Washington Times reported I saw something eerie this week. It wasn't an apparition exactly, but rather a head-spinning blur of headlines about global jihad that, rather incredibly, began to take on the unmistakable shape of a British old school tie. How? Maybe I should start by explaining it was the old school tie that came to mind first in the form of a new publication on British education: namely, a 72-page manifesto (sorry, "guidance") from the Muslim Council of Britain (MCB) on how British state schools might better accommodate children from the Muslim community, which, according to the 2001 census, makes up 2.7 percent of the British population.
They should not make any changes just to accomodate 2.7 per cent of the populationDid I say "better" accommodate their Muslim pupils? I mean, much, much better accommodate them. In fact, if the British were to adopt half of the MCB's recommendations for making British schooling Muslim-friendly, they might as well re-issue the 19th-century boy's school classic as Abdullah Brown's School Days. At the crux of the Muslim council's document is a call for special treatment for Britain's Muslim students that is so special as to reorient the entire British system according to Islamic law. The report kicks off with a British poll finding that religion "appears to be more important" to young Muslims than to young people of "white British or mixed heritage."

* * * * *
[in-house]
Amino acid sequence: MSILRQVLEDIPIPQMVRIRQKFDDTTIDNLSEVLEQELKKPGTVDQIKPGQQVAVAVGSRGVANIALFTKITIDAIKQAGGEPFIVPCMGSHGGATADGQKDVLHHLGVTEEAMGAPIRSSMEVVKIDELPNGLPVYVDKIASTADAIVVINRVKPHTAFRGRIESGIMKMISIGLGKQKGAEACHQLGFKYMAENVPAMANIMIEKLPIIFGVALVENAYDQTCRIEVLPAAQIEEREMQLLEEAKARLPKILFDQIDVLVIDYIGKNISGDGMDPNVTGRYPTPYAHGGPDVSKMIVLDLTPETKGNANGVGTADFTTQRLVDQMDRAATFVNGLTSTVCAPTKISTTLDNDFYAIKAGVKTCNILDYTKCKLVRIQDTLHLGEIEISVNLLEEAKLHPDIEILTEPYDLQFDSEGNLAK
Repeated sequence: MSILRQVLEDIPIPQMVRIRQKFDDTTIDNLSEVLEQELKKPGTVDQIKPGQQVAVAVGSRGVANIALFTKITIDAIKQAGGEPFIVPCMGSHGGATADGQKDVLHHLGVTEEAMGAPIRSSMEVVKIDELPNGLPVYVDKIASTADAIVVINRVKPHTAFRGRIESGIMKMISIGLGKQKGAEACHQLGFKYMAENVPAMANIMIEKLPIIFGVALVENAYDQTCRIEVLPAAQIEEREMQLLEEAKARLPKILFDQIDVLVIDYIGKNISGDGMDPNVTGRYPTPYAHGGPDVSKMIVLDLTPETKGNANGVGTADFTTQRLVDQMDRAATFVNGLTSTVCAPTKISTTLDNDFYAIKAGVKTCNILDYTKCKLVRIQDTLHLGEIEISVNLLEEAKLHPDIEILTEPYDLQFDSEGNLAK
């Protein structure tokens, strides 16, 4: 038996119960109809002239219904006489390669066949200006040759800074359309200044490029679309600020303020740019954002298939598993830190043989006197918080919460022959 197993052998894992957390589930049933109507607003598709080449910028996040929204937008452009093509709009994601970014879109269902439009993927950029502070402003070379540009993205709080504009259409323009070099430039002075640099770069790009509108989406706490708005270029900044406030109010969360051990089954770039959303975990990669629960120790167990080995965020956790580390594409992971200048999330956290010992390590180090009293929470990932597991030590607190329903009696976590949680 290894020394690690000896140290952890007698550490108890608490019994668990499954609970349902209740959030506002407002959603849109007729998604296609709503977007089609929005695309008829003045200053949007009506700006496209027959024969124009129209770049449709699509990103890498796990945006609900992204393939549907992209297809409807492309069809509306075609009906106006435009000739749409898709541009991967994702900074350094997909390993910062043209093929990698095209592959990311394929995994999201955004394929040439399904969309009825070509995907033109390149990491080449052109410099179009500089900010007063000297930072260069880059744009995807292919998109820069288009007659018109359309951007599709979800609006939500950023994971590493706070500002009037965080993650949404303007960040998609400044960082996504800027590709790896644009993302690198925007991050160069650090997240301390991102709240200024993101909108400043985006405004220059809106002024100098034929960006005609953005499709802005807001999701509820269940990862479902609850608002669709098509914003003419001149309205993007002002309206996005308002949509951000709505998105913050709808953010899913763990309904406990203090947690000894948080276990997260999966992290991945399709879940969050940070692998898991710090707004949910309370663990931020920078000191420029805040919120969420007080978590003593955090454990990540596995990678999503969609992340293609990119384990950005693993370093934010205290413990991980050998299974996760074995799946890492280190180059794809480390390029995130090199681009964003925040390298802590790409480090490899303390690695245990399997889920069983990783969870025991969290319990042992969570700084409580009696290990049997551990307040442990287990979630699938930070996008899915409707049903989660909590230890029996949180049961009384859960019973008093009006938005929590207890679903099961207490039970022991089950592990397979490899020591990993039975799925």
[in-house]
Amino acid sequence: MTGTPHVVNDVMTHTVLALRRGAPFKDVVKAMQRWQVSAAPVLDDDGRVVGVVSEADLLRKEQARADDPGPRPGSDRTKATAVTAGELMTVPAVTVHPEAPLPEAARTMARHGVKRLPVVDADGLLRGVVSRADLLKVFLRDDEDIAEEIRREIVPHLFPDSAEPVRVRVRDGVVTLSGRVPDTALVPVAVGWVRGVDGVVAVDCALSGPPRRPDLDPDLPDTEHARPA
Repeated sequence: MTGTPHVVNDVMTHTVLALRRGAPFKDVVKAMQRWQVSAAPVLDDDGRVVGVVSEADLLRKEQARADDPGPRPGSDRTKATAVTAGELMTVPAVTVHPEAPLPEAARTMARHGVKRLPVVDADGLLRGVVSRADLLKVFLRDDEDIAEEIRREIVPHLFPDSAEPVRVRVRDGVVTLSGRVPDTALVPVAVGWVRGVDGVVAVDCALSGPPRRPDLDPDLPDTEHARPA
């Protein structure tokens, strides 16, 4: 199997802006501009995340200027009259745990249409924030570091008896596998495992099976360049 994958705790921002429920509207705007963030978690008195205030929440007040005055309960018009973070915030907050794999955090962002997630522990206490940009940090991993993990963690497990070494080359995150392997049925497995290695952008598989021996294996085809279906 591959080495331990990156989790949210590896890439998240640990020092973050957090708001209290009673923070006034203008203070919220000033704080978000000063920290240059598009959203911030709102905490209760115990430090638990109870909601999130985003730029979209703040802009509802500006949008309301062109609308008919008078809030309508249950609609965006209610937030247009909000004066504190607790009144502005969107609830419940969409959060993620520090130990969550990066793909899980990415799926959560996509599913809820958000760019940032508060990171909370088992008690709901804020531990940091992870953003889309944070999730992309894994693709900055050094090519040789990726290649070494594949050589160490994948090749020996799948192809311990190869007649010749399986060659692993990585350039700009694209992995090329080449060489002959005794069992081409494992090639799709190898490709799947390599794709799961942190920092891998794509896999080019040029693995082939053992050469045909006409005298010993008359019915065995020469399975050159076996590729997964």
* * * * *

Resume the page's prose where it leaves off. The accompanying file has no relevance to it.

Then they should encourage the majority to be more religious, or encourage the Muslims to be more secular.It seems to follow, then, at least according to the council's logic, that Muslim religious requirements should also supercede those of "white British or mixed heritage young people," not to mention those of the Church of England. And, so, in this report, they effectively do.....The Muslim council isn't asking the British taxpayer to create the perfect Shariah state exactly, but rather the perfect Shariah state school system.